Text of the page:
Leading Federal Reserve policymaker Stanley Fischer has hit out at plans to unwind banking regulation, calling it a “terrible mistake.”
President Donald Trump and republican politicians have advocated the repeal of Dodd Frank, a major piece of post-crisis legislation, and the loosening of some capital and liquidity requirements in a bid to ease banks’ ability to lend.
In an interview with the Financial Times on August 16 2017, Fischer said that loosening capital and liquidity requirements is dangerous and could lead to a new economic crisis. “I find that really, extremely dangerous and extremely short-sighted.”
Whilst Fischer is not a friend of a free market, in this case we are in agreement with Fischer’s comment.
True free financial environment versus financial environment controlled by central bank
The proponents for less control in financial markets hold that fewer restrictions imply a better use of scarce resources, which leads to the generation of more real wealth.
It is true that a free financial environment is an agent of wealth promotion through the efficient use of scarce real resources, whilst a controlled financial sector stifles the process of real wealth formation. The proponents of deregulated financial markets have overlooked the fact that the present financial system has nothing to do with a free market. What we have at present is a financial system within the framework of the central bank, which promotes monetary inflation and the destruction of the process of real wealth generation through fractional reserve banking. In the present system the more unrestricted the banks are the more money out of “thin air” generated and hence greater damage inflicted upon the wealth generation process. (Note that in the genuine free banking i.e. the absence of the central bank, the potential for the creation of money out of “thin air” is minimal).
Prior to the 1980’s financial de-regulation, we had controlled banking where the central bank tightly supervised banks’ conduct. Within this type of environment, bank’s profit margins were nearly predetermined (the Fed imposed interest rate ceilings and controlled short-term interest rates) hence; the “life” of the banks was quite easy, although boring. The introduction of financial de-regulations and the dismantling of the Glass – Steagall Act changed all that. The de-regulated environment resulted in fierce competition between banks.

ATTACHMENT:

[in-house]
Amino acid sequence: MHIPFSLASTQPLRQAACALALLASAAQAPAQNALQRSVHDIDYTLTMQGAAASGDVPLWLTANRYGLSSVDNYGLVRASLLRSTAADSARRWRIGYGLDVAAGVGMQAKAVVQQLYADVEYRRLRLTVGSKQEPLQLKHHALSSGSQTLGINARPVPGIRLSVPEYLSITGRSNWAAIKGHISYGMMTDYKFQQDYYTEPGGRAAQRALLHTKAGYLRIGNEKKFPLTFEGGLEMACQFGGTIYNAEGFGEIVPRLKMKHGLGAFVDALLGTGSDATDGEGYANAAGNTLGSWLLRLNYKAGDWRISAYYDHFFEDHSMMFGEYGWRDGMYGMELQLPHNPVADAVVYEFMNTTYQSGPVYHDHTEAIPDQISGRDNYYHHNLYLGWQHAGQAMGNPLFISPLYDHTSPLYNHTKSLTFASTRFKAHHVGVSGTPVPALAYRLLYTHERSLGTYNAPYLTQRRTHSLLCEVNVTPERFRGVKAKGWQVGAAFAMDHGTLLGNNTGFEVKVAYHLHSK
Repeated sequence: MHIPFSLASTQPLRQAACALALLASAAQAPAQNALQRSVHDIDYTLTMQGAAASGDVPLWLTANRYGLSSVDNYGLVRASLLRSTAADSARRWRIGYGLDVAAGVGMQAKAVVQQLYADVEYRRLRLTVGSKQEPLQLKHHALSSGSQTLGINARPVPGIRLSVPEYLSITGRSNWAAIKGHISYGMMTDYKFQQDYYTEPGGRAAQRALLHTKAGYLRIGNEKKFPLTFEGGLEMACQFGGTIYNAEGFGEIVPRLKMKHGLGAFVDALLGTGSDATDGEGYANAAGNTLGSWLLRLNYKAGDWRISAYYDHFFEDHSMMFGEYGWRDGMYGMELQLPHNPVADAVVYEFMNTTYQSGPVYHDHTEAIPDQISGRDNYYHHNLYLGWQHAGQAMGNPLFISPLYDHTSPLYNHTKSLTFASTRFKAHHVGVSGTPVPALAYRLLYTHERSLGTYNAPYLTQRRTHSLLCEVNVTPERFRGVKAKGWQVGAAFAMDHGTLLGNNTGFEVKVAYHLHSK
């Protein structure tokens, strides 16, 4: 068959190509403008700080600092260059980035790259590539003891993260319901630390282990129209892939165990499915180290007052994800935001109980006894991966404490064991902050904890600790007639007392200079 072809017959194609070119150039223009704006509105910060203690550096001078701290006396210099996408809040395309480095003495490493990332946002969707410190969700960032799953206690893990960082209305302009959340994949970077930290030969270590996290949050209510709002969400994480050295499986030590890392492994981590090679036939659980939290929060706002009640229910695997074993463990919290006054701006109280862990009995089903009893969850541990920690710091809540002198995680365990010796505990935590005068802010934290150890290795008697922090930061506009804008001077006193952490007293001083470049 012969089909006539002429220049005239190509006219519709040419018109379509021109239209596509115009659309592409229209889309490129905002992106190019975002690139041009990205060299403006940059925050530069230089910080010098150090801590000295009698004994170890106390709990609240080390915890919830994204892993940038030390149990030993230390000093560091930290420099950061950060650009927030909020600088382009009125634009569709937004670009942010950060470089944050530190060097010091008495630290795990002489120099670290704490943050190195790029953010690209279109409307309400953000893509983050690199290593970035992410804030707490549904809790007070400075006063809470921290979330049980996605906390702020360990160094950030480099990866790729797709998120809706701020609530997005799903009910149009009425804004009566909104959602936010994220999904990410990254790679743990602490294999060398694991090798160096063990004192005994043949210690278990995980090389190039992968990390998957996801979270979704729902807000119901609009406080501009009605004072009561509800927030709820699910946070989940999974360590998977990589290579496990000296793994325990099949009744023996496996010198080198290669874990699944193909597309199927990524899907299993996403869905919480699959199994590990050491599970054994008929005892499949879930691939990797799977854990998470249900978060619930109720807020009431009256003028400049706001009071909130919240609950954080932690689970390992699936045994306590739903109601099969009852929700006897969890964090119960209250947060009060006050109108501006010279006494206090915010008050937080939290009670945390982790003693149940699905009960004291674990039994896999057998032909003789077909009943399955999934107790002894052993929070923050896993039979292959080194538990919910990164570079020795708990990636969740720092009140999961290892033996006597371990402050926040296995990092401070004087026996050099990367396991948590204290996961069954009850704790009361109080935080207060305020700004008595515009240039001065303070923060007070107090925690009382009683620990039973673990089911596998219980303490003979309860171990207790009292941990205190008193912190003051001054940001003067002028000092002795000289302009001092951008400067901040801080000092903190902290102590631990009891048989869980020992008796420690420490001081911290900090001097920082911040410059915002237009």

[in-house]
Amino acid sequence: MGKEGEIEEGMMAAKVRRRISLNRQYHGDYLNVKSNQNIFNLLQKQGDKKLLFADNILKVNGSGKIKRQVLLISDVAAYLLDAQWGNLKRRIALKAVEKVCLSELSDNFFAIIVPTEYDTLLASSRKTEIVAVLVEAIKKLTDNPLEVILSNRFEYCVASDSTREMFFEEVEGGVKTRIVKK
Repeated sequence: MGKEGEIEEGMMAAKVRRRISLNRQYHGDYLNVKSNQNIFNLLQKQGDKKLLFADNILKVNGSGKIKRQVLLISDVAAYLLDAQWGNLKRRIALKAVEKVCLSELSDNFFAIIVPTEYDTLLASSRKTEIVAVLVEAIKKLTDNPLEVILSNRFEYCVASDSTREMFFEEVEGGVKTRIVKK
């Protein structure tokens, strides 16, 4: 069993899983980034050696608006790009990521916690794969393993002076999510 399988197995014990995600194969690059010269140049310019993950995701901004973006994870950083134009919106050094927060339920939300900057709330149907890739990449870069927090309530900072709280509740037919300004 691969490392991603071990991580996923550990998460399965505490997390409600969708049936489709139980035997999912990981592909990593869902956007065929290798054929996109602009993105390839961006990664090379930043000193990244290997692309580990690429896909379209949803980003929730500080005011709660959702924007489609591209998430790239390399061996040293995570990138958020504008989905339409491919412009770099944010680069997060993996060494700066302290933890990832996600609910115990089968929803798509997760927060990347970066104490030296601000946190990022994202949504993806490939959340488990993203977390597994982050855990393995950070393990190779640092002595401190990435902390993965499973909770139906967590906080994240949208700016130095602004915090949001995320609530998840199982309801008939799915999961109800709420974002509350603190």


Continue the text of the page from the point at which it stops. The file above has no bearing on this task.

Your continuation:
The previous profit margins came under pressure and this called for an increase in volumes of lending in order to maintain the level of profits. In the present central banking framework, this increase culminated in an explosion in the creation of credit out of “thin air” – (massive explosion in the money supply). (In the deregulated environment, banks’ ability to amplify Fed’s pumping has enormously increased). Note that the AMS to its trend ratio (the trend calculated from January 1959 to December 1979) hovered very closely at around 1.0 during 1959 to early 1980’s. Since early 1980’s this ratio has been rising visibly, climbing to 2.2 by October 2016 before closing at 2.1 in June 2017.
We suggest that this massive explosion of money out of “thin air” has severely damaged the pool of real savings. Rather than promoting an efficient allocation of real savings, the current so-called de-regulated monetary system has been promoting channeling money out of “thin air” across the economy.
From this, it follows that in the present banking system what is required to reduce a further weakening of the real wealth generation process is to introduce tighter controls on banks. Therefore, we are in complete agreement with Stanley Fischer to continue restrain banks’ ability to lend to prevent a further erosion in the pool of real savings.
Pay attention that we do not suggest here suppressing the free market but suppressing banks’ ability to generate credit out of “thin air”. Please note the present banking system has nothing to do with a true free market economy.
More controls will suppress banks’ ability to amplify the Fed’s pumping so in this sense it is preferable to a so-called deregulated banking sector.
A slight problem with the idea that private banks create “money out of thin air” is that for every dollar they create (i.e. each dollar of private bank liability they create) there is a corresponding dollar of what might be called “negative money”: i.e. debt owed to a private bank. As Bill Mitchel (Australian economics prof) and many others have pointed out, privately created money “nets to nothing”.
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